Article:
who have spent years investing in infrastructure upgrades are slated to get a big return in 2023, when three long-awaited and likely “transformative” projects are scheduled to come online.
Combined, the upcoming improvements are worth well over $100 million. They include the construction of about a dozen new “tournament-level” sports fields and a fix for one of the city’s least efficient roadways that has long been a thorn in the side of Scottsdale residents.
But the most anticipated project may be the “complete overhaul” of Scottsdale’s Civic Center. It sits on a 14-acre lot behind city hall that’s long been home to a rotted-out park with crumbling infrastructure.
In 2023 the renovated civic center will be able to host major concerts with up to 3,000 attendees and other community events, becoming a much-needed event hub in the “core” of Scottsdale that’s bound to boost entertainment options in the city.
“That was our number one priority bond project … Everyone prioritized that one as the highest,” said Scottsdale spokesperson Erin Walsh, who added that “there’s professional sound and light equipment, the sloped lawn provides seating, and it is absolutely an outdoor concert venue.”
The civic center’s revamp was one of the dozens of city initiatives funded through a ballot proposition called Bond 2019. Voters agreed to throw $319 million at projects ranging from the expansion of senior services to the construction of new swimming pools that year.
The city’s upcoming Bell Road Sports Compound was one of the priciest projects on the Bond 2019 ballot. It’s made up of three separate sites built around its namesake street between Loop 101 and Thompson Peak Parkway.
It will house a total of 11 new sports fields, doubling the city’s capacity to host big-time soccer, football and lacrosse tournaments. Such events are part of an ever-growing market in the region that Scottsdale hasn’t been able to get a sizable piece of in previous years.
Staffers expect it to generate $250,000 in annual revenue, as well as produce a much larger, but unspecified, amount in economic impact.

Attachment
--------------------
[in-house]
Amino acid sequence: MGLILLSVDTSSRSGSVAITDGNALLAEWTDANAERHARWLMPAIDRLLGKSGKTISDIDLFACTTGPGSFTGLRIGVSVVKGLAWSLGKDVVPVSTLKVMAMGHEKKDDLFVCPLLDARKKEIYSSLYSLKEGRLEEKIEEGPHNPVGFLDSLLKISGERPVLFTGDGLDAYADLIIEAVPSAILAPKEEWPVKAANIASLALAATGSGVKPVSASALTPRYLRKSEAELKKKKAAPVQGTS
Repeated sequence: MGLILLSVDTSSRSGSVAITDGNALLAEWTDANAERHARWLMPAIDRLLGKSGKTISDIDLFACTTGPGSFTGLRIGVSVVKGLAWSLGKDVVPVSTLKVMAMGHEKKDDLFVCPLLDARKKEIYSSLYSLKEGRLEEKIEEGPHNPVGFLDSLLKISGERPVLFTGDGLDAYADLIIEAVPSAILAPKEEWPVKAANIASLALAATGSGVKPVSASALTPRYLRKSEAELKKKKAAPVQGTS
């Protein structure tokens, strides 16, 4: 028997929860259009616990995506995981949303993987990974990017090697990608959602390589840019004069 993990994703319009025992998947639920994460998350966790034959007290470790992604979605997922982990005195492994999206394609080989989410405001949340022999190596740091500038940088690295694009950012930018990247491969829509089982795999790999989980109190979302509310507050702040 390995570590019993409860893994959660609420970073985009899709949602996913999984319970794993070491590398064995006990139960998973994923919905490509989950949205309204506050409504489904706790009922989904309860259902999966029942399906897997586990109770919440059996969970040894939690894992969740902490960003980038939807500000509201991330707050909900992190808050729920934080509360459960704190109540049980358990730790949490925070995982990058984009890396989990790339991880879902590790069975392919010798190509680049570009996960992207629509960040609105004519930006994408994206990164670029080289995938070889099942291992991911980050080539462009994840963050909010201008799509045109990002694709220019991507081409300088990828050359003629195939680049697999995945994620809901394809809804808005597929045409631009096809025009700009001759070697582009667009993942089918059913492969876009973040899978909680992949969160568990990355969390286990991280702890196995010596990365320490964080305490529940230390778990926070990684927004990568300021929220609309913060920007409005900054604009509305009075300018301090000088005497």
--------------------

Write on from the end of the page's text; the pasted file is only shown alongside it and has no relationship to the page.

“They're addressing a shortage of fields in Scottsdale,” said Parks and Recreations Director Nick Molinari. “These fields are at a different level that attracts a different level of play. This collection of fields will have the ability to attract major, major national tournaments.”
Aside from the Bond 2019 projects, tens of thousands of Scottsdale Air Park employees will get some relief in 2023 thanks to an extension of Raintree Drive between Loop 101 and Scottsdale Road.
That route may be the city’s most obnoxious. Scottsdale Airport prevents any sizable east-west roadways in the area, meaning residents and local workers have to trudge through a series of stop-and-go side streets during their infuriating commutes.
It’s been that way for more than a decade, according to staffers, but 2023 is the year when Scottsdale is expected to make a major dent in the $41 million effort to fix it. The project is expected to slash traffic congestion across the entire area before the new year is through.
“When this is all done, you're going to get off the 101 at Raintree Drive and you're going to feel like Raintree Drive goes all the way through the Scottsdale Road,” Walsh said about the road extension.
‘Top priority’ project to bring big concerts, events to Scottsdale
Scottsdale’s Civic Center stood out among the massive Bond 2019 project package, according to Walsh, who said both officials and residents had long prioritized its revitalization.
It’s a big chunk of land in the heart of downtown Scottsdale, surrounded by restaurants and bars, and managed by the liquor-licensed organization Scottsdale Arts.
The ground was ripe for big events, ranging from Oktoberfest-style parties to culinary festivals, but the site was rotten. The “infrastructure failure” was so severe that it even became a safety hazard.
“We actually had to close (an on-site bridge). We couldn't let cars drive under it because we were worried about the structural integrity,” Walsh said, adding that vendors had to “spend thousands of extra dollars to hold an event” there because it wasn’t “wired for lights and sound.”
Voters approved more than $27.2 million in 2019 to fund the total revitalization of the center once and for all. Scottsdale officials then threw in an extra $6.2 million from the general fund to cover inflation hikes — bringing the entire project cost to about $34 million.
Scottsdale officials believe the city got its money’s worth. The long list of civic center upgrades include:
Event-ready technology, such as sound and lighting.
Multiple stages that accommodate audiences of 2,500 and 3,000 people, respectively.
A new children’s playground.
Water fountains and other water features.
A wide range of infrastructure upgrades, ranging from ground-leveling for visibility to drainage improvements.
“Our main stage is big enough for us to present major national touring acts. People like Lyle Lovett....groups like Lake Street Dive. Bands that sort of play in that vein,” Scottsdale Arts CEO Gerd Wuestemann said.